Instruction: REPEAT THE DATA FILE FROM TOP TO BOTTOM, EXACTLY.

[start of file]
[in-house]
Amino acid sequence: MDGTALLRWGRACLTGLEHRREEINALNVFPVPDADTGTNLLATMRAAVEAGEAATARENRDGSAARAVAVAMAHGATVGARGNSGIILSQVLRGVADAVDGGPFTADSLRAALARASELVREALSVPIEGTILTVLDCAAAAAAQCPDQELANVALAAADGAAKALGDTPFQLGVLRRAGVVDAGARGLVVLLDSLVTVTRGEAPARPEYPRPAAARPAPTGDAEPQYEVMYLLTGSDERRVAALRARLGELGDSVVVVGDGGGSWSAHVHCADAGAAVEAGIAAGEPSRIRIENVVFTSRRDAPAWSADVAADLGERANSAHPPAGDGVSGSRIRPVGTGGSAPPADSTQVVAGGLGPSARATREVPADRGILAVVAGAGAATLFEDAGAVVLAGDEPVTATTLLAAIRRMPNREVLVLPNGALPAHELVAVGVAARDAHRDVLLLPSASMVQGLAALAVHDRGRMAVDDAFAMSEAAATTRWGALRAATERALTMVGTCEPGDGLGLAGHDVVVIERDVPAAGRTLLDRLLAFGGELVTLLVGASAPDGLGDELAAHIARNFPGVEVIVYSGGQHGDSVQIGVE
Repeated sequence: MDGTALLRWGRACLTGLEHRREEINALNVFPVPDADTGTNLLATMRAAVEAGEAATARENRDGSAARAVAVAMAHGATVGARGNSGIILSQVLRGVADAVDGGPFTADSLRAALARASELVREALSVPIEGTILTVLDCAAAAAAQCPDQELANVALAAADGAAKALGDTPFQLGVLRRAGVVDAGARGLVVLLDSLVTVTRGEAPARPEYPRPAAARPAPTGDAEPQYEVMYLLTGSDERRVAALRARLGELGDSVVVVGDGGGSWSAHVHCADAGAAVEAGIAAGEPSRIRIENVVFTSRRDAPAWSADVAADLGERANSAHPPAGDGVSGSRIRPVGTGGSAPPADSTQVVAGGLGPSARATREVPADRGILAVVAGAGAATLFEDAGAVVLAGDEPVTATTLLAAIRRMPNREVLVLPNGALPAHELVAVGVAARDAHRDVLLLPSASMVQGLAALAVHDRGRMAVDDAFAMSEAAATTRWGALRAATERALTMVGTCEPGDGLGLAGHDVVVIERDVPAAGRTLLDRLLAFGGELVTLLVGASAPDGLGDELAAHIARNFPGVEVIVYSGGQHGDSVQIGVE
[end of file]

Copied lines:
[in-house]
Amino acid sequence: MDGTALLRWGRACLTGLEHRREEINALNVFPVPDADTGTNLLATMRAAVEAGEAATARENRDGSAARAVAVAMAHGATVGARGNSGIILSQVLRGVADAVDGGPFTADSLRAALARASELVREALSVPIEGTILTVLDCAAAAAAQCPDQELANVALAAADGAAKALGDTPFQLGVLRRAGVVDAGARGLVVLLDSLVTVTRGEAPARPEYPRPAAARPAPTGDAEPQYEVMYLLTGSDERRVAALRARLGELGDSVVVVGDGGGSWSAHVHCADAGAAVEAGIAAGEPSRIRIENVVFTSRRDAPAWSADVAADLGERANSAHPPAGDGVSGSRIRPVGTGGSAPPADSTQVVAGGLGPSARATREVPADRGILAVVAGAGAATLFEDAGAVVLAGDEPVTATTLLAAIRRMPNREVLVLPNGALPAHELVAVGVAARDAHRDVLLLPSASMVQGLAALAVHDRGRMAVDDAFAMSEAAATTRWGALRAATERALTMVGTCEPGDGLGLAGHDVVVIERDVPAAGRTLLDRLLAFGGELVTLLVGASAPDGLGDELAAHIARNFPGVEVIVYSGGQHGDSVQIGVE
Repeated sequence: MDGTALLRWGRACLTGLEHRREEINALNVFPVPDADTGTNLLATMRAAVEAGEAATARENRDGSAARAVAVAMAHGATVGARGNSGIILSQVLRGVADAVDGGPFTADSLRAALARASELVREALSVPIEGTILTVLDCAAAAAAQCPDQELANVALAAADGAAKALGDTPFQLGVLRRAGVVDAGARGLVVLLDSLVTVTRGEAPARPEYPRPAAARPAPTGDAEPQYEVMYLLTGSDERRVAALRARLGELGDSVVVVGDGGGSWSAHVHCADAGAAVEAGIAAGEPSRIRIENVVFTSRRDAPAWSADVAADLGERANSAHPPAGDGVSGSRIRPVGTGGSAPPADSTQVVAGGLGPSARATREVPADRGILAVVAGAGAATLFEDAGAVVLAGDEPVTATTLLAAIRRMPNREVLVLPNGALPAHELVAVGVAARDAHRDVLLLPSASMVQGLAALAVHDRGRMAVDDAFAMSEAAATTRWGALRAATERALTMVGTCEPGDGLGLAGHDVVVIERDVPAAGRTLLDRLLAFGGELVTLLVGASAPDGLGDELAAHIARNFPGVEVIVYSGGQHGDSVQIGVE